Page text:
- Wallace Matthews, ESPNNewYork.com
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After 146 games, asking Andy Pettitte to step in and save the Yankees' season because of his success in past Octobers feels a bit like asking Reggie Jackson to bail out the offense based on a great day he had in a World Series played 35 years ago.
And yet if there is one pitcher the Yankees can probably count on to remain steady through this final stretch of games, and whatever lies beyond, it is Pettitte -- even at 40 years old and with a repertoire that these days is more Freddy Garcia than Whitey Ford.
The reason is simple.
"I don't feel pressure. I really don't," Pettitte said in the Yankees' clubhouse on Sunday. "I know I'm going to go out there, hope I can get in a good rhythm, have my command and throw the ball well. If I don't -- If I'm walking guys, if my command's not good -- I'm going to get hit around. That's just the way it is."
Pettitte is not a boastful guy, just realistic. Unlike a shocking number of athletes who make a living playing games, some of them for very high stakes, Pettitte understands that when you come down to it, one game is the same as the next, whether it is the one he will pitch Tuesday night at Yankee Stadium -- a regular-season game against the Toronto Blue Jays, who are playing out the string -- or the one the Yankees are hoping he will eventually pitch, Game 3 of the ALDS in early October.
He will either do his job or he won't, pitch his game or not, and no amount of fretting over it will make the slightest bit of difference except in a negative way.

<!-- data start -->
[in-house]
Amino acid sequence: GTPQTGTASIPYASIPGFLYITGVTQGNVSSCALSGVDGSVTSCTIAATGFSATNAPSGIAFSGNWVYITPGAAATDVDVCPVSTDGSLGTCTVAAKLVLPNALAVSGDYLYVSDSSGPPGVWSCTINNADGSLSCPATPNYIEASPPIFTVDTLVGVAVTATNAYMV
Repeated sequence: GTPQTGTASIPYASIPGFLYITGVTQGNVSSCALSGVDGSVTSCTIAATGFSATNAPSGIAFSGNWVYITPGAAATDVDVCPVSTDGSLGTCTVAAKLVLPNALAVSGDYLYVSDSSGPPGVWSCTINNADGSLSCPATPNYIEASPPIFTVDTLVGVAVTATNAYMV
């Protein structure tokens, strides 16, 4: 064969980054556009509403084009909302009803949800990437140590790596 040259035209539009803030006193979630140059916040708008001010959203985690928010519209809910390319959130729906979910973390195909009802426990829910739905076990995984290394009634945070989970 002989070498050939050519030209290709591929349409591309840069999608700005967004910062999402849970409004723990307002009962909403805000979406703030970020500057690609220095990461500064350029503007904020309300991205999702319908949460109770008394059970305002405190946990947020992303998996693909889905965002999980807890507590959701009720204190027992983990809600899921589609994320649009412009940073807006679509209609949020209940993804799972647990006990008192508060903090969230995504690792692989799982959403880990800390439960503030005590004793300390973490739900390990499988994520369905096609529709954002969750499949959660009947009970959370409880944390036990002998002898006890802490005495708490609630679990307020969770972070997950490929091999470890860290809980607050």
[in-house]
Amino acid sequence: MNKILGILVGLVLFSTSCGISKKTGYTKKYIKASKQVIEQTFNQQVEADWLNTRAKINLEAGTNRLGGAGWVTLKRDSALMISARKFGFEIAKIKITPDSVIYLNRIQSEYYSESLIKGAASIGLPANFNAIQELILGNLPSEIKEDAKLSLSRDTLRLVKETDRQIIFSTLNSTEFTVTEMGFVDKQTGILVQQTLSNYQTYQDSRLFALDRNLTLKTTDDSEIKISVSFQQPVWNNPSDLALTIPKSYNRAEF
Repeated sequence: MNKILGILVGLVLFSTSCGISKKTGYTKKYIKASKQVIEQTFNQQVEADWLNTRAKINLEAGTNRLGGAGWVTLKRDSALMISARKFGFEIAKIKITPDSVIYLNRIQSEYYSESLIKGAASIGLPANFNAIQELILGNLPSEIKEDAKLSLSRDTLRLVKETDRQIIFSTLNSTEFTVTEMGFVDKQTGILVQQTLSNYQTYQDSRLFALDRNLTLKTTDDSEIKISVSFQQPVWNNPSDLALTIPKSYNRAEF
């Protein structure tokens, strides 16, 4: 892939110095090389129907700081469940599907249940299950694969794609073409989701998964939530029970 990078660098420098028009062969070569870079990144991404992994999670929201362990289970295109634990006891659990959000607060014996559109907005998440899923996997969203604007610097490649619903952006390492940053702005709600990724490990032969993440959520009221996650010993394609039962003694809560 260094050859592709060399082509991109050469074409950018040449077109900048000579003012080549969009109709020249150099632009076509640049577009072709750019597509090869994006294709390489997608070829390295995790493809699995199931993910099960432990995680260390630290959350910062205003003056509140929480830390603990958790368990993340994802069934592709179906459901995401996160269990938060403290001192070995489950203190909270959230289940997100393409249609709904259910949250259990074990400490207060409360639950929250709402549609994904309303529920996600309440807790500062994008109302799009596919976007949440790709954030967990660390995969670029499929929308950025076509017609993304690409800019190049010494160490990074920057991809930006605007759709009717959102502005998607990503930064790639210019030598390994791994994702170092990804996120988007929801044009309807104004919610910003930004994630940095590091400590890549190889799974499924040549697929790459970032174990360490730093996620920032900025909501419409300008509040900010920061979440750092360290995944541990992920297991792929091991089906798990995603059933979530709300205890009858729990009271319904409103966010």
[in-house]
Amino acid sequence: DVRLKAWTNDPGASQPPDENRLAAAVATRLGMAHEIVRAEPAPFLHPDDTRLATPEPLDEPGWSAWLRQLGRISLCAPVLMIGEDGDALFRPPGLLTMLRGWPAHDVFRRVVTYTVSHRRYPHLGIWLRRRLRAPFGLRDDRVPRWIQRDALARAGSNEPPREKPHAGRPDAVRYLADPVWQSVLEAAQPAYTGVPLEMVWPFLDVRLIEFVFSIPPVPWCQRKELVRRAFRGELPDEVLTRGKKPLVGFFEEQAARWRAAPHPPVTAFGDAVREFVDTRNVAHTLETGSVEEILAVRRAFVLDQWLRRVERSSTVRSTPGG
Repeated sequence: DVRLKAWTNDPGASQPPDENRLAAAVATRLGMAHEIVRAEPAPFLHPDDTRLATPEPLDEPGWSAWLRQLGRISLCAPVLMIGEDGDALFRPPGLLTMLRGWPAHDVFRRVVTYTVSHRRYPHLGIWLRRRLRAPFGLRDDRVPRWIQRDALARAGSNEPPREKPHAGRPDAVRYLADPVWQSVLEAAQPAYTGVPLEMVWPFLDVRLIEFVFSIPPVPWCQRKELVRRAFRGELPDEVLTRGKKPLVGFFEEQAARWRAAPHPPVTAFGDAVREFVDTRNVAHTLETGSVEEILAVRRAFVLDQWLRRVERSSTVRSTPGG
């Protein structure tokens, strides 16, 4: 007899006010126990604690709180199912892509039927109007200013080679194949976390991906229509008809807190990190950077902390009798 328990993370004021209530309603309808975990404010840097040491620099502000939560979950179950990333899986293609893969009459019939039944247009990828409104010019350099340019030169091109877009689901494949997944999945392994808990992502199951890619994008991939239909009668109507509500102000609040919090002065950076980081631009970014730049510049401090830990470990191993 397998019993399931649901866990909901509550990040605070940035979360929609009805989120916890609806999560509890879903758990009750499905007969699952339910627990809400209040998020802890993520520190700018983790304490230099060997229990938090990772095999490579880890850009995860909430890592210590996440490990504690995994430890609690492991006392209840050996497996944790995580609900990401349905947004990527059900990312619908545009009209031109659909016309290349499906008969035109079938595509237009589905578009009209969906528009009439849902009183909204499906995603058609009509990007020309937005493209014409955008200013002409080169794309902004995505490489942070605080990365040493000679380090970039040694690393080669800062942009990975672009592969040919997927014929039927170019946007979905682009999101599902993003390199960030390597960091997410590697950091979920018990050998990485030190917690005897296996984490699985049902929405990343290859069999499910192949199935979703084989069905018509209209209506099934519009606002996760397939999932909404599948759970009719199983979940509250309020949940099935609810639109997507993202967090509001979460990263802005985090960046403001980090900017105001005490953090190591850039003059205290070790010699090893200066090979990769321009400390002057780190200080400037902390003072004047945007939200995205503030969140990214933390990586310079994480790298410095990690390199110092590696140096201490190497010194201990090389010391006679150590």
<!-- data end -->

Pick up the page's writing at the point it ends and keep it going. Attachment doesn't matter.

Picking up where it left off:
It wasn't always this way, of course. Pettitte recalled "having a hard time swallowing out there" when Joe Torre handed him the ball for Game 1 of the 1996 World Series. But 42 postseason games and 263 postseason innings later, Pettitte now looks forward to the challenge.
"A lot of experience and a lot of years past has helped me to be able to really handle it out there," he said. "Of course, you're not going to be good sometimes, but as far as mentally, I just feel like I'm not going to lose my mind out there."
Plenty of pitchers have caved in big spots because they allowed their minds to linger too long on the magnitude of their task -- think David Phelps in Baltimore last weekend. But how many have failed because they approached a "big" game with the same mindset they bring to every game?
That is one thing the Yankees can count on from Pettitte on Tuesday night, and in Game 3 against whomever the ALDS opponent turns out to be -- if the season ended today, it would be the Chicago White Sox -- provided the Yankees get that far.
The remaining schedule seems to indicate that they will. And if so, Pettitte is expected to be a major reason why.
Assuming the Yankees remain on regular rotation for the rest of the season, Pettitte would start four times before the postseason begins, including the season finale against the Red Sox on Oct. 3.
That would put him in line for a Division Series start on Oct. 8 -- which is the date of Game 3, assuming the Yankees don't finish with the best record in the AL, in which case he would be on track to start Game 2.
In any case, the Yankees are banking on Pettitte's past, his all-time best 19-10 record in the postseason and 3.83 ERA, to provide a measure of October stability that still may be lacking once you get past CC Sabathia.